My big adventure this year is working with third sector organisations in Scotland to apply Lean thinking. When I first talk to a team, not many have heard of Lean. A few can relate it to Toyota (where it started) but are not quite sure how it can be useful totheir organisation.

Learning from Geese

The people in a Lean organisation work powerfully together to deliver value to their customers and stakeholders. Good teamwork and respecting and supporting each other contribute significantly to success. Perhaps surprisingly, geese have many useful lessons to teach us about Lean teamwork.

Common purpose and direction

Geese have a clear purpose to achieve; migration. When flying in a V-formation, they are all going in the same direction to achieve this purpose. As each bird flaps its wings, it creates an uplift for the bird immediately following. By flying like this the whole flock adds at least 70% greater flying range than if each bird flew on its own.

An organisation will go much faster and more easily to reach its goal if everyone has a common direction and sense of purpose. This is a core tenet of Lean thinking.

Flowing together

Geese flying together are flowing along in the most effective way they have developed together.

When an organisation is Lean their work flows along without interruption. No going backwards, or in circles, or duplicating efforts. The team are delivering value without waste in the process.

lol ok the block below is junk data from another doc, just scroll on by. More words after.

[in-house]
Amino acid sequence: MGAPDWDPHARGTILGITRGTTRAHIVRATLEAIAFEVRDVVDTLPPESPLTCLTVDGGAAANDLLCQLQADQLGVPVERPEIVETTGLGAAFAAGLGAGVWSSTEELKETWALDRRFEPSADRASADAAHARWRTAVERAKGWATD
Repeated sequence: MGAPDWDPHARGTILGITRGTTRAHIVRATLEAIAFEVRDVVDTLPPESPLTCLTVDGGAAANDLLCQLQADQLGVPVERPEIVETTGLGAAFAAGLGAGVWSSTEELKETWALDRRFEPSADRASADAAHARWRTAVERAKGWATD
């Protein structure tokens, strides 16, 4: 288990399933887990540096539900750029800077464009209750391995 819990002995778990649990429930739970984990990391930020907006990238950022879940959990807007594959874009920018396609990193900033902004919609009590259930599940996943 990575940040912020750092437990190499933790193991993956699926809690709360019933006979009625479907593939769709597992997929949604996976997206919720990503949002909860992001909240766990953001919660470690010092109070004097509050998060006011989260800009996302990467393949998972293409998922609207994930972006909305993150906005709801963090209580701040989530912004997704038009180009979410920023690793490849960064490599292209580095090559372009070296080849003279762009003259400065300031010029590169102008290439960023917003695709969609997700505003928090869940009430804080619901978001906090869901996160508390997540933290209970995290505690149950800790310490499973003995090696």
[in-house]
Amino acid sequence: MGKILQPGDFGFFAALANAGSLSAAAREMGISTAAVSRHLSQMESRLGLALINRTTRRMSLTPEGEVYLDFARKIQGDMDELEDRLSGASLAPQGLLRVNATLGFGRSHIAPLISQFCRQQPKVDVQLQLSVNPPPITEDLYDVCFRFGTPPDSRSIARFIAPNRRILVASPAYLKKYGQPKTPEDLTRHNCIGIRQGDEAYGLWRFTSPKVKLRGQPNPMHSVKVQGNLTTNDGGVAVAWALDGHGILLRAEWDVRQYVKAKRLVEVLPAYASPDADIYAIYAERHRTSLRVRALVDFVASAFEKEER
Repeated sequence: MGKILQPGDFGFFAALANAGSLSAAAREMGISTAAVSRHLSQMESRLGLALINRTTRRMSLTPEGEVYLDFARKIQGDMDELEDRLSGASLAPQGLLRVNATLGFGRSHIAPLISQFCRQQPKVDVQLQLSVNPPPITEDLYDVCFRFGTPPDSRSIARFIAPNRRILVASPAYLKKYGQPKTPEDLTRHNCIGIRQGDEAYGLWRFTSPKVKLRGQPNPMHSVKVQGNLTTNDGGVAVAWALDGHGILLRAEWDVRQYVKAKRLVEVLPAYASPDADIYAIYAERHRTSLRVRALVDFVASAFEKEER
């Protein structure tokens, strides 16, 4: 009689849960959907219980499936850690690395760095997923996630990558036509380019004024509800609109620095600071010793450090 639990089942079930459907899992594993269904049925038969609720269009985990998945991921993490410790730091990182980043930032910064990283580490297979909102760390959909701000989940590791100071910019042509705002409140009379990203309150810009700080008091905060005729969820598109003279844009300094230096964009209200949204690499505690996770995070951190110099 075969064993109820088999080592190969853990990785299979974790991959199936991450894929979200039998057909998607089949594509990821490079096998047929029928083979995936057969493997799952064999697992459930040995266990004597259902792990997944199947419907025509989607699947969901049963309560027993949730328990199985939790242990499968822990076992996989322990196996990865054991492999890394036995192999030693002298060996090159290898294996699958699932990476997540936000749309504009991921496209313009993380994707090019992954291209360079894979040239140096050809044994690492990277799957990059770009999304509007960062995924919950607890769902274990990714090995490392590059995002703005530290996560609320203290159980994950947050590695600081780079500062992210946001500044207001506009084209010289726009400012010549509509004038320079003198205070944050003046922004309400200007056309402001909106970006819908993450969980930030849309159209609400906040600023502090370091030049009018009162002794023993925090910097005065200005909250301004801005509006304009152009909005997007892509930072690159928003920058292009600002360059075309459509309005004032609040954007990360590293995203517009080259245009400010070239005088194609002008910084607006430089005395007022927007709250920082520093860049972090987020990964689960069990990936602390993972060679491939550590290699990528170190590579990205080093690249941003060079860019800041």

Take turns

When the goose at the front gets tired, another one rotates in.

Share the load across team members, especially in stressful roles and at busy times. A Lean technique to make this easier is to use cross-training to increase organisational agility.

Communicate

Geese honk all the time when they fly like this.

We need to communicate with each other regularly about where we are, and to offer encouragement. We also need to call out when something is not right and take Lean action together to resolve the problem and ensure it does not happen again.

Support each other

If one goose is unable to fly, two teammates fall out of formation with it until it is ready to fly again.

We need to look after each other and support each other. Lean thinking is all about respect for people and looking after our physical and mental health is an important way to do this.

Would you like to apply Lean thinking in your organisation?

If you’d like to learn more about Lean thinking and how to apply it to your organisation, join me at SCVO’s introductory Deliver more value through Lean thinking course in January. The format of this course is new to SCVO, with a two-day workshop followed by six 1-1 webinar coaching sessions to help you succeed at your first Lean project. With all new skills, you will get better with practice and the coaching helps embed the learning and ensures that you and your organisation derive measurable benefit from the course.